Timing is everything.
In 1876 Alexander Graham Bell, inventor of one of the greatest inventions of the last millennium, arrived at the U.S. Patent Office in Washington to register his invention. They say he was a mere four hours ahead of a competing inventor who showed up to register a similar invention.
Imagine if Mr. Bell had first sent a telegraph message to the patent office to inquire about its hours, or some other information. He probably would have gotten the 19th-century equivalent of an annoying computerized voice mail.
I imagine he would have gotten a return telegraph message saying, "Hello, Mr. Bell. Thank you for your telegram. Your telegraph message is very important to us here at the patent office; however all our telegraph associates are presently busy deciphering other telegraph messages. Your telegraph will be deciphered in the order in which it was received. To serve you better, we ask that you choose from the following dizzying menu of obnoxious telegraph options to use in your next telegraph message:
"For information on our hours, please push the telegraph key once; for patents, please telegraph one dot and one dash. For new inventions, please press one dash, and maybe another dash for good measure. At any time you can just give up trying to telegraph us and come down to the office and maybe someone, somewhere, at some time will get around to helping you. Maybe."
After registering his patent, they say Bell tried to sell the rights to his telephone to the Western Union Telegraph Co. The asking price for his brilliant invention was reportedly $100,000. The geniuses running Western Union laughed him out of the office. Since the telephone was not in use yet, the Western Union people couldn't refuse to take his phone calls, they just ignored him and lived to regret it. Ol' Alex had the last laugh.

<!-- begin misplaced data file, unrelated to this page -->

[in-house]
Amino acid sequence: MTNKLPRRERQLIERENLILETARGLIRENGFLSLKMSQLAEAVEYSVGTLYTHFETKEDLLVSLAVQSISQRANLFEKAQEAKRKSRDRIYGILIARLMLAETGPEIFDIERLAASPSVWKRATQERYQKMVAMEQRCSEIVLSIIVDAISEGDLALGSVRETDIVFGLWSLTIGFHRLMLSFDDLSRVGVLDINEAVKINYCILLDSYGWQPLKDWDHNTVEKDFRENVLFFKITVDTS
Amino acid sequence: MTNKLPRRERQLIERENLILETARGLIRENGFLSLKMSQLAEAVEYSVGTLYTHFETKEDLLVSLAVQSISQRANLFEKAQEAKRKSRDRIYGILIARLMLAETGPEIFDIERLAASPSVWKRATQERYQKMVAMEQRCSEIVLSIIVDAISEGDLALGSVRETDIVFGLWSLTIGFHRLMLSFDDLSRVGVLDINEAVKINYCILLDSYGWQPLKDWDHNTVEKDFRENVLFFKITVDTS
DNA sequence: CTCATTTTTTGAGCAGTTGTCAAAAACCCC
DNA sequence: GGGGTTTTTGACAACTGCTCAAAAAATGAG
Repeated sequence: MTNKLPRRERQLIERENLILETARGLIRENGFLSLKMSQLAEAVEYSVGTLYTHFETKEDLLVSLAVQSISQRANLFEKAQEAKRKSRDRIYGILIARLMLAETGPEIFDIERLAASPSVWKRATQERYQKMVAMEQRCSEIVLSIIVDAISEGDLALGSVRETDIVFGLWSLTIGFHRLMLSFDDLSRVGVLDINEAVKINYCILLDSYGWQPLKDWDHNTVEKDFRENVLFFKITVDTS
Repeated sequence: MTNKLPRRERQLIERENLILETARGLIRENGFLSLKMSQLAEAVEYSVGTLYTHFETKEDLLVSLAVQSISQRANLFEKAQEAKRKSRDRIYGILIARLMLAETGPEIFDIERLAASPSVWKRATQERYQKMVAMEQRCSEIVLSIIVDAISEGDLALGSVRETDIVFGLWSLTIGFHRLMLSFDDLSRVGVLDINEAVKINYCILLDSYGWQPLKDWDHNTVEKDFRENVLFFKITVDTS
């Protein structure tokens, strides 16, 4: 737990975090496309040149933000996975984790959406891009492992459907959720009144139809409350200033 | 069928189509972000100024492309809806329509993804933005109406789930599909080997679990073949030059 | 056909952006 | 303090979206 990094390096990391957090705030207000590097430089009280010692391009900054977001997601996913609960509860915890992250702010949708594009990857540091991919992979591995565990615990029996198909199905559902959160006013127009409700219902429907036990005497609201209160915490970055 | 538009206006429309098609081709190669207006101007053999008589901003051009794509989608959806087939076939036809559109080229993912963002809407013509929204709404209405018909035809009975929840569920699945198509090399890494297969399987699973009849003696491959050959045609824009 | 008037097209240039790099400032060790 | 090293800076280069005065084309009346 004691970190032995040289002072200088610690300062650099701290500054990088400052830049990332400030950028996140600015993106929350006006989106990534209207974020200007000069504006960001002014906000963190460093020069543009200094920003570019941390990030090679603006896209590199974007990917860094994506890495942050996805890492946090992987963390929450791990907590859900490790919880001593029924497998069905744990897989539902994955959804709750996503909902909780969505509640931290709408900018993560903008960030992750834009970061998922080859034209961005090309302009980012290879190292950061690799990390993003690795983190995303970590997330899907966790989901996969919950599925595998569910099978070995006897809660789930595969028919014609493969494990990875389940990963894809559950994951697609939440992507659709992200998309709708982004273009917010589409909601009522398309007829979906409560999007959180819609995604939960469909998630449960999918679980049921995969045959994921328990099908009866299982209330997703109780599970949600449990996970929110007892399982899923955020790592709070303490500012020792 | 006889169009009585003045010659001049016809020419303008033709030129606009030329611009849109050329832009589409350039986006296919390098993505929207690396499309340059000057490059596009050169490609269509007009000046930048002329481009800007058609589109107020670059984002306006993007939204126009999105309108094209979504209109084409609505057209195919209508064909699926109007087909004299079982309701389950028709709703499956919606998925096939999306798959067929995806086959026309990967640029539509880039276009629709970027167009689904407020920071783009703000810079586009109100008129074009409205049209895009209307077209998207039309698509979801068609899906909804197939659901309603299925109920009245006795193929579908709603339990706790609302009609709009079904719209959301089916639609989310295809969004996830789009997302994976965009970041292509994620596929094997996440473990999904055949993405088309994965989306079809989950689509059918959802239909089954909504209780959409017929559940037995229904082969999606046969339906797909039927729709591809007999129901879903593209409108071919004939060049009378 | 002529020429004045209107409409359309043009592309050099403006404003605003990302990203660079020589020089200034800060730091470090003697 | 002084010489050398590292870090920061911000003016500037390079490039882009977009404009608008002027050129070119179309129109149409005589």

History tells us that Charles Williams of Somerville, Mass., was the first person to have a telephone installed in his place of business. I don't imagine it was very useful, at first. Being as how his telephone was the first, he couldn't call anyone and, of course, no one called him. At least he didn't need call waiting. No calls were waiting.
Williams soon had the bright idea of having a phone installed in his house. His wife was then able to call him during the day.
She's thought to be the first wife in history to call and ask her husband to stop for a few things on his way home from work.
A woman with the unlikely name of Emma Nutt became the first female telephone operator in America. You think she'd have changed her name if she knew she'd one day end up in the telephone Hall of Fame?
I was reminded of this story of the telephone while wasting precious time trying to find a new cell phone company. I punched in an easy-to-remember 800 number and a machine answered. Trying to sound as chirpy as a dumb machine can, it said it was glad I called and it was tickled to talk to me. I was denied the opportunity of telling the machine how annoyed I was that the phone company forced me to listen to a machine in the first place because the machine wouldn't shut up. It told me how important I was to the company and how everyone there was thrilled-to-death that I called and how they couldn't wait to help me.
While listening to the machine drone, it occurred to me that there ought to be a law. I'd be in favor of a law allowing all customers to bill their phone company for the minutes wasted while on hold, listening to machines that are even number than the average telephone executive.
Let's pass a law to let customers bill for all the time spent trying to go over the wall from the voice-mail prison where "valued" customers are detained. Think of the satisfaction of watching the clock while calculating your own minute-by-minute invoice for the phone company as the Muzak drones on. The phone company bills us for every minute spent on their phone line. Who knows more about the value of "time" than they do?
Timing is everything.